“In addition, I firmly believe in the principle of machine learning. Our Profix ERP is now directly linked to the machines via Eqontrol. For example, a trailer can be linked to my sorting programme with one mouse click and we have virtually no changeover time. Based on parameters dictated by purchasing. Eqontrol then sets the speeds and determines the routes needed to sort the trailer as efficiently as possible. On the output side, it then continues and Eqontrol sets the receipts of the entire packing department on the basis of the order data. The software determines the moment from starting the processing of the order, from retrieving the appropriate product from the warehouse to setting up all machines in the line. A fantastic combination of new software techniques that reduces downtime and makes mistakes a thing of the past. “
“An additional advantage is that performance is now transparent and schedules are updated live. Now we really know everything, while traditional sorting and packaging was a black box where assumptions were used. I want the role of operator to no longer be so determining. One wrong setting on any machine in the line is already causing a huge disruption. It has to be removed! It simply has to be able to pack 120 tons of onions per hour in peace and quiet and in fact have only three options: start, stop and pause,” laughs Lindert.
Artificial Intelligence has been mentioned by Lindert for years as the big difference for sorting onions. “To make optimal use of that, you need a lot of exits. Sixteen exits is not a luxury if you know that the waste onions are already programmed in three types. We started at the beginning of September and the margin of error was 2% because the neural networks were not yet available. trained for certain syndromes. We are now at 0.2% and that percentage is only getting lower,” says Moerdijk.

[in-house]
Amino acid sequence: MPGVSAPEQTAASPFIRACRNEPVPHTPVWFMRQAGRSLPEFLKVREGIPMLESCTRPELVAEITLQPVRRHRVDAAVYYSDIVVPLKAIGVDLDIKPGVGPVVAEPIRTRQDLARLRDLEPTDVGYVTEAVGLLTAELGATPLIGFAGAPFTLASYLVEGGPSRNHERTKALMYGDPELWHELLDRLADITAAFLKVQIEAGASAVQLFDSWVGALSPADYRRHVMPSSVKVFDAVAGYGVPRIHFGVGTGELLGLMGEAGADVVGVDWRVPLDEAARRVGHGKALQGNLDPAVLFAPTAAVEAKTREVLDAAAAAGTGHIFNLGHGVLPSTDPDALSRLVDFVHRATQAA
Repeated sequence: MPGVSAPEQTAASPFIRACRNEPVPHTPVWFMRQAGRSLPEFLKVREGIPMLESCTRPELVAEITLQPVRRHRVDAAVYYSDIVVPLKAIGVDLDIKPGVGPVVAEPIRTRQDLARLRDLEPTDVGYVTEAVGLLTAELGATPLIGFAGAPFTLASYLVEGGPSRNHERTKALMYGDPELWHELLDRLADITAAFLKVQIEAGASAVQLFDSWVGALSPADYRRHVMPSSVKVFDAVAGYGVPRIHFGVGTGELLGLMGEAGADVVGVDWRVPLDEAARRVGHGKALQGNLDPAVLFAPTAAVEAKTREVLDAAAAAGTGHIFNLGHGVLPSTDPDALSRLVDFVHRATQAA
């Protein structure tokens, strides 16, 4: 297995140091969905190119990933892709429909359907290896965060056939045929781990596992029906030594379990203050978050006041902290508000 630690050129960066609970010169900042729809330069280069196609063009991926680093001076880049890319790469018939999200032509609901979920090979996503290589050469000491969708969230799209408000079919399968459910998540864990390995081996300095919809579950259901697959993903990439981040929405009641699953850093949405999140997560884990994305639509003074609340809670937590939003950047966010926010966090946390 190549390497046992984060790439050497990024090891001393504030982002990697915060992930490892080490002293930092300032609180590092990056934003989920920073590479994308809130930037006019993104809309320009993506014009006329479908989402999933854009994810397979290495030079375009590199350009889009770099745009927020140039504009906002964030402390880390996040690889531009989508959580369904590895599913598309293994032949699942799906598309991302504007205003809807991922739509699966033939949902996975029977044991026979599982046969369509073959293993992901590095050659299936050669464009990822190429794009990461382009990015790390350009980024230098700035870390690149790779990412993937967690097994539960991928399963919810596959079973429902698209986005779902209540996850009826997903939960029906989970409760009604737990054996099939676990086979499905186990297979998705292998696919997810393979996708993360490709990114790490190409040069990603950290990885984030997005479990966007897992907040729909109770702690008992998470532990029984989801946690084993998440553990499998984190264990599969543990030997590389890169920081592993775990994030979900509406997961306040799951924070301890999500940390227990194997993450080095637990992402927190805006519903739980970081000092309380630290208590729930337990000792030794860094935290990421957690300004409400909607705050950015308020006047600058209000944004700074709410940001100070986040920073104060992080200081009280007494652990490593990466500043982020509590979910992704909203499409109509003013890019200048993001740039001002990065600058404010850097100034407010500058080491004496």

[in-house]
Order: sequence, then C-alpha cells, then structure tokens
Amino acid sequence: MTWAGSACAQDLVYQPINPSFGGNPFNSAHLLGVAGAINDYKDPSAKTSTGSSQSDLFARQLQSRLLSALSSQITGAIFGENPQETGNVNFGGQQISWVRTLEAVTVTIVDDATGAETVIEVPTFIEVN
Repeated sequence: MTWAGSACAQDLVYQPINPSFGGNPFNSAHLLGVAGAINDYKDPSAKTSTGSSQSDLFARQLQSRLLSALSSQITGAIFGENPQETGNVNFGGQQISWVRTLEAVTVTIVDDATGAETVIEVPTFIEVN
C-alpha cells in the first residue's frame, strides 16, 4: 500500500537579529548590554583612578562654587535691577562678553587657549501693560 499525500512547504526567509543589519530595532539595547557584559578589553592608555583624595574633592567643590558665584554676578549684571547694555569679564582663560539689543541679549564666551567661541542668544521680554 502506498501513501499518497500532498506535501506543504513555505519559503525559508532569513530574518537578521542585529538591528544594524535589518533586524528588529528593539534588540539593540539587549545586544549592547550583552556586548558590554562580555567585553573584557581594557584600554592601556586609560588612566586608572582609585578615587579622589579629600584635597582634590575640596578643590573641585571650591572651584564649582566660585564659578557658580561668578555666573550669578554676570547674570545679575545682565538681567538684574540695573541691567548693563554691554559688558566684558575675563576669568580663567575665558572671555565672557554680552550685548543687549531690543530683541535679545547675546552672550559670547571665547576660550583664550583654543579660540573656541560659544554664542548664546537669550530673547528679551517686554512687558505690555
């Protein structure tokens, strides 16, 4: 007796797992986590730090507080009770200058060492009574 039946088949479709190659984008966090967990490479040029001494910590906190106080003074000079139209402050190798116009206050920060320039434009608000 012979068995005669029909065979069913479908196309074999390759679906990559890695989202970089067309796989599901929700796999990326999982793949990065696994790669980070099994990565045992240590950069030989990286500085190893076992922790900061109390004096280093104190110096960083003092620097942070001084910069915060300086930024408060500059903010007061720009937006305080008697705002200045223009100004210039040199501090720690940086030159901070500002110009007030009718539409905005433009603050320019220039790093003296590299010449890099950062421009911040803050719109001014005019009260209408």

“For retail customers we now set up the machine in such a way that it is 100% right, in terms of colour, size and internal quality. Although this company has decades of experience in sorting onions, the machine judges more accurately than meets the eye. The margin of error of the machine is considerably lower and the machines can also be used every hour of the day.”
Circular production process
When asked whether there are many onions that are left out, Moerdijk answers in the negative. “In fact, we are increasingly moving towards a circular production process without food waste. We have included waste separation in every phase of the design. As a traditional sorter, you have one big pile of leftover, but that food waste is a thing of the past. Of the onions that in the past were sorted out, 75% are now processed into food and the remaining 25% goes into the bio-digester. This is also positive for the grower. The sustainability of agriculture and the more extreme weather conditions are still creating more uncertainty. This factory can really add a lot of value for the growers.”
The storage is based on a condensation drying system and the entire factory is fully electric. The onions are picked from an automatic warehouse, referred to by Moerdijk as a black box. “MSP has been able to come up with the ‘rules’ of the warehouse itself and Eqontrol has given substance to this. On a dashboard we can now see the stock accurately to the kilo live without the operators having to know where it is located in the warehouse. This was a special experience and incomparable with the traditional working method. As a seller I also have the dashboard open and I can see exactly what can be sold. As a result, the current floor area of 13,000 m2 on several floors has remained relatively limited in view of the capacity. save 60% on internal logistics movements. If we had worked in the traditional way, we would have needed three times as much space,” says Lindert.
He hopes that the entire Dutch onion sector will get a boost from this investment of approximately 20 million euros. “About forty Dutch onion processors have been working in the same way for decades, at the same cost price and also largely to the same customers. The changing climate with long wet and dry periods requires a quality impulse, which could not be absorbed by manual sorting. But while many new demands are being made of farmers, the processors have lagged behind. In our view, we are not going to win the world with this and that gave the incentive to set up this project. Let the sorting and packaging process become Planet Proof! Our sustainability requirement may become stricter than a BRC certificate.”